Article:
katie halper show
PK 152: Want to Become a Magazine Designer or Illustrator?· Pencil Kings | Inspiring Artist Interviews with Today's Best Artists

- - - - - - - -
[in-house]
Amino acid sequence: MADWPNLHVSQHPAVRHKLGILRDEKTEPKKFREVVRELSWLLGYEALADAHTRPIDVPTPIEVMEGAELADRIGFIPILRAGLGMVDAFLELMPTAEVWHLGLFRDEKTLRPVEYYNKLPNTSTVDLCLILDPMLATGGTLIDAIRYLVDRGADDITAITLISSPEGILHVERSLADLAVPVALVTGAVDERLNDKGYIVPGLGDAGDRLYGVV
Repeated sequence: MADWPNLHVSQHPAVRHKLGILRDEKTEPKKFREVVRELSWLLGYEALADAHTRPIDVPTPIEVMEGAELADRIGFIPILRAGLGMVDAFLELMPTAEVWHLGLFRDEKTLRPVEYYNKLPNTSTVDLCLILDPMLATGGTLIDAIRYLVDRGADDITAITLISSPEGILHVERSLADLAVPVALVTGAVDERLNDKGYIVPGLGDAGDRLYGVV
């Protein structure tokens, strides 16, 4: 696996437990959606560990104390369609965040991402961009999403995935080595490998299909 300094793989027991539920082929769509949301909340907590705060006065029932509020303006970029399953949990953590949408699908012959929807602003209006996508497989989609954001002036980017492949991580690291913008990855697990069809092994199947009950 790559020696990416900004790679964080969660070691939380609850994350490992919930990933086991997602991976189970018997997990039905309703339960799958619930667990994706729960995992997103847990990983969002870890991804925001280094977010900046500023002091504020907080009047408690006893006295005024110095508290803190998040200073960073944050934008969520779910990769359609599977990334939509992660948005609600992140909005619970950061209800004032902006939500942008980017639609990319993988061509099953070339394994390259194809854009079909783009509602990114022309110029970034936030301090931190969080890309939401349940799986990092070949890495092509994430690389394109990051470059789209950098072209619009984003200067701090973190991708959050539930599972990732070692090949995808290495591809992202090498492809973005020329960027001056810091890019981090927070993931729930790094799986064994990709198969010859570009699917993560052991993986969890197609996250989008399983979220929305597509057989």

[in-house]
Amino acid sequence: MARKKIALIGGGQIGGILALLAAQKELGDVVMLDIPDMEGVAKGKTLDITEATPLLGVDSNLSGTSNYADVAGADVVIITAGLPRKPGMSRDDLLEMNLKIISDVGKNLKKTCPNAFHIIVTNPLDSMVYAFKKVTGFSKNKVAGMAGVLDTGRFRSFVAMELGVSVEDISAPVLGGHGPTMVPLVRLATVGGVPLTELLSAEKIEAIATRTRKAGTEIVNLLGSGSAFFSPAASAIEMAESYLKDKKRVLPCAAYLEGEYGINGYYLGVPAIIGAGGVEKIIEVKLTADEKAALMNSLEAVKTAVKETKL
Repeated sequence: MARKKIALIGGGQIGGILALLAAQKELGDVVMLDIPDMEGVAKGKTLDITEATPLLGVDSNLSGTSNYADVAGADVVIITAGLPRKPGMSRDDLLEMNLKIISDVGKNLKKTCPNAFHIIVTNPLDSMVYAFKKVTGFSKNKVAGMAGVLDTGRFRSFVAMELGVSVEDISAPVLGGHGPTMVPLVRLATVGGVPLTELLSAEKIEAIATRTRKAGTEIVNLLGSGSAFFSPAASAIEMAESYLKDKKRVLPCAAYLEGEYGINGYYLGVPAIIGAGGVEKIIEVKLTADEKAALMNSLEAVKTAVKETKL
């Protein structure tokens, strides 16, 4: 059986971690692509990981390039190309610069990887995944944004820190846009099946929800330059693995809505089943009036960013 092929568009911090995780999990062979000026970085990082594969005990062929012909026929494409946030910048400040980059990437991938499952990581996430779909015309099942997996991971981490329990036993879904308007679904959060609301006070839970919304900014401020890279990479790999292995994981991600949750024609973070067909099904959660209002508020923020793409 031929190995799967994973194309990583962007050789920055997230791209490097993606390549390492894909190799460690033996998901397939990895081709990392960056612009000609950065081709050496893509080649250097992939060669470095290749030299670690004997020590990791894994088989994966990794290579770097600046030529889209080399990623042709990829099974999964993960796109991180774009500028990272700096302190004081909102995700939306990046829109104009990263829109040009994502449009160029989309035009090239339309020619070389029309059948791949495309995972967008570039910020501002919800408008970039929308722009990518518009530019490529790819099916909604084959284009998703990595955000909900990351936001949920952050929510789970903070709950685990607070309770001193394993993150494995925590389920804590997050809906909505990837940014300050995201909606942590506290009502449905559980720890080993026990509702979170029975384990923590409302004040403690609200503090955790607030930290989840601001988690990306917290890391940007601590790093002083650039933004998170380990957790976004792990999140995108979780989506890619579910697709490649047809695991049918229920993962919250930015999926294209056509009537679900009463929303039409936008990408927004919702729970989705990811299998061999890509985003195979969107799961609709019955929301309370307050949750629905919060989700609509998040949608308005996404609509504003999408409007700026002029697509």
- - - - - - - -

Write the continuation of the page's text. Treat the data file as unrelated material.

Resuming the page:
Full Show Notes at: https://www.pencilkings.com/podcast-home/ “It doesn’t have to be perfect to be done. You can always rework it.” ~ Katie Buckleitner. Want to become a magazine designer or illustrator but don’t know where to start? In this week’s interview, we hear how Katie Buckleitner landed her dream job as a digital designer for one of the world’s most iconic publications, Cosmopolitan Magazine, in New York. You’ll hear how she worked on her skills and transitioned into graphic design after initially studying fine art at college, and you’ll find out how you can do the same by developing standout personal projects to put in your portfolio. And, you’ll get a fascinating insight into the fast-paced world of a leading magazine and what it’s really like to work in this exciting environment. Interview Chapters [00:38-02:10] Introduction and Overview Your host, Mitch Bowler, introduces today’s guest, Katie Buckleitner, a digital designer for Cosmopolitan Magazine in New York. In this chapter, she talks about her background as an artist and designer, including the previous work experience which led up to Katie landing her dream job. [02:19-02:39] What Does the Creative Industry Mean to Katie? The ‘creative industry’ is a broad term that encompasses many different areas, including fine art, graphic design, illustration, video games and much, much more. But how does Katie define the industry in her own terms...and how does she feel to be a part of it? [02:53-03:05] Did Katie Always Work as a Digital Designer? These days, Katie’s duties involve designing cool stuff specifically for online publication. But did she always work in this area...or did she cut her teeth working as a print designer beforehand? [03:22-03:41] What’s it Like to Land Your Dream Job as a Designer in New York? On paper, Katie’s job sounds ideal. But what’s it live and work in New York...and how does it feel to be part of the team on the number-one young women’s magazine in the world? [03:59-04:48 ] How Did Katie Get Started in her Career? Katie has landed her dream job at Cosmo, but how did she get started as an artist? In this chapter, you’ll hear how her earlier experiences as a fine art student and keen interest in fashion eventually led to her becoming a digital designer. [05:43-19:14] Did Katie Have a Job Lined up Before Moving to New York? Many young artists and designers dream of moving to a big city such as New York and finding their dream role. But does it really ever work out like that? In this chapter, Katie reveals why she took the decision to move to the ‘big apple’...and why the advice of her art tutors in college turned out to be right after all. [06:12-09:20] How Long did it Take Katie to Find her Dream job? Finding her dream job didn’t happen immediately for Katie. In fact, it was only after months of applying that she found her position at Cosmo. In this chapter, she reveals what she thinks helped her land this role...and how you can take the same steps in your own creative career by having a portfolio that gets you noticed. [10:02-11:36] What has Katie Learned From Working on Personal Projects? Although Katie started out as a fine artist, her portfolio gradually developed to incorporate many of the design elements which also interest her. So what did she learn from working on personal projects...and how can doing this help you build a varied portfolio, too? [12:48-13:55] How is Being a Designer Different to Being a Fine Artist? Although fine art and graphic design fall under the same banner of ‘creative careers’, there are lots of differences between these two areas. In this section, you’ll hear how Katie switched from one to the other, but why she still loves to wind down after a hard day at the computer by picking up her sketchbook and pencil. [14:06-14:47] How Does Katie Find Time to Work on Personal Projects? Like many of us, Katie sometimes feels drained after a day in the office and doesn’t always have the mental energy to start working on personal projects. However, she gets around this by motivating herself to do paintings as gifts for friends, or pursuing her other passion for interior design. So, if you work a 9-5 and often find yourself lacking in motivation for making art, this chapter should give you some good ideas to incorporate into your regular lifestyle. [15:21-19:50] Did Katie aim for a Particular Style in her Portfolio? When you’re putting together your portfolio, you might wonder if you should be producing work in a particular style to get noticed. In this chapter, Katie explains why she feels her love of infographics and attention to design principles such as visual hierarchy helped her create a body of work which stood out from the rest. And, in this section, you’ll hear why many of these principles are such a key part of her current role as a digital designer. [20:03-22:53] What Does a Typical day Working at Cosmopolitan Look Like? As the number-one magazine in the world for young women, it’s safe to say an average day working at Cosmopolitan can get pretty busy. In this chapter, Katie describes what her day looks like as digital designer and gives you a fascinating insight into a world of deadlines, huge amounts of content, and having a great team of people to work with. [23:03-23:43] What’s Next for Katie? Where does Katie see her career moving in future? In this chapter, she talks about her current interests (such as photoshoots and art direction), and how she can see herself moving forward to incorporate these into her job in the future. [23:44-25:38] Conclusion Mitch wraps up today’s interview with Katie Buckleitner and tells you where to see more of her work online.